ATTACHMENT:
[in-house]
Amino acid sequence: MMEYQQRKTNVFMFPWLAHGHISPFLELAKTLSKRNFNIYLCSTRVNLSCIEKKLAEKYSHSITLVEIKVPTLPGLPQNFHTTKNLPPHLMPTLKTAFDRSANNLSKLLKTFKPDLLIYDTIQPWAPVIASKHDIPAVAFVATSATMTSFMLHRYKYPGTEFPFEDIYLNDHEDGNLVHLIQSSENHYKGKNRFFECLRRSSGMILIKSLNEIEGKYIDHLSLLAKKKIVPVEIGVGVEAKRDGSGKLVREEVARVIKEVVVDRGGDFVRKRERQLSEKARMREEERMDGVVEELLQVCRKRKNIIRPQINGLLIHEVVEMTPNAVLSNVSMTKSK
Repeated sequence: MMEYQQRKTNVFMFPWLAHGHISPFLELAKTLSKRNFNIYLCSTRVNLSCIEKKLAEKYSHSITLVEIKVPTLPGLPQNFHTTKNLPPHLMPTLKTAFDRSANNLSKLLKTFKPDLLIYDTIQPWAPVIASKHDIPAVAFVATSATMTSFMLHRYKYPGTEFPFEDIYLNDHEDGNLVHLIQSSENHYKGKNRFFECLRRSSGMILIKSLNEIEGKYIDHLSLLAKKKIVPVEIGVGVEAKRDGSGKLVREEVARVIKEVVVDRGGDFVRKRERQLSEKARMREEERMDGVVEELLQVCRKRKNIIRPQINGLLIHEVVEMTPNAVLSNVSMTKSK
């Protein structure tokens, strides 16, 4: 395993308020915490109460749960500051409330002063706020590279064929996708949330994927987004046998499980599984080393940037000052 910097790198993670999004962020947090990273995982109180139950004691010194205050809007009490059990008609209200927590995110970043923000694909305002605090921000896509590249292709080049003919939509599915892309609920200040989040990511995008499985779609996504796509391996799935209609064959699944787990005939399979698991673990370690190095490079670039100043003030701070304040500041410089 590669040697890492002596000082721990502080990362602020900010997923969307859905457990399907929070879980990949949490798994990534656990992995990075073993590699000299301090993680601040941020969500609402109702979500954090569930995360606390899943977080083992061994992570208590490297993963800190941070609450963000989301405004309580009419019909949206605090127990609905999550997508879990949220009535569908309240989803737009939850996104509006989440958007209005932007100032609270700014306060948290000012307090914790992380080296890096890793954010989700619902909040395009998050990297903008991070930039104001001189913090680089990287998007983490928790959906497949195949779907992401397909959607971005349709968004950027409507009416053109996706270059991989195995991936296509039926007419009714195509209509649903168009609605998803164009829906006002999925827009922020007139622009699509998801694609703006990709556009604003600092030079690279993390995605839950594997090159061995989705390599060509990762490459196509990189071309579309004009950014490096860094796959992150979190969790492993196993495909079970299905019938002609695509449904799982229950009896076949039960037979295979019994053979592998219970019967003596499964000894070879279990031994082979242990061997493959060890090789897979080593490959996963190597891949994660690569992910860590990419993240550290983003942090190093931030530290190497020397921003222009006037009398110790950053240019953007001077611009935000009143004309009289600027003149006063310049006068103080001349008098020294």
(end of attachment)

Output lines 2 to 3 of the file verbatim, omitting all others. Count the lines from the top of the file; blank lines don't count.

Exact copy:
Amino acid sequence: MMEYQQRKTNVFMFPWLAHGHISPFLELAKTLSKRNFNIYLCSTRVNLSCIEKKLAEKYSHSITLVEIKVPTLPGLPQNFHTTKNLPPHLMPTLKTAFDRSANNLSKLLKTFKPDLLIYDTIQPWAPVIASKHDIPAVAFVATSATMTSFMLHRYKYPGTEFPFEDIYLNDHEDGNLVHLIQSSENHYKGKNRFFECLRRSSGMILIKSLNEIEGKYIDHLSLLAKKKIVPVEIGVGVEAKRDGSGKLVREEVARVIKEVVVDRGGDFVRKRERQLSEKARMREEERMDGVVEELLQVCRKRKNIIRPQINGLLIHEVVEMTPNAVLSNVSMTKSK
Repeated sequence: MMEYQQRKTNVFMFPWLAHGHISPFLELAKTLSKRNFNIYLCSTRVNLSCIEKKLAEKYSHSITLVEIKVPTLPGLPQNFHTTKNLPPHLMPTLKTAFDRSANNLSKLLKTFKPDLLIYDTIQPWAPVIASKHDIPAVAFVATSATMTSFMLHRYKYPGTEFPFEDIYLNDHEDGNLVHLIQSSENHYKGKNRFFECLRRSSGMILIKSLNEIEGKYIDHLSLLAKKKIVPVEIGVGVEAKRDGSGKLVREEVARVIKEVVVDRGGDFVRKRERQLSEKARMREEERMDGVVEELLQVCRKRKNIIRPQINGLLIHEVVEMTPNAVLSNVSMTKSK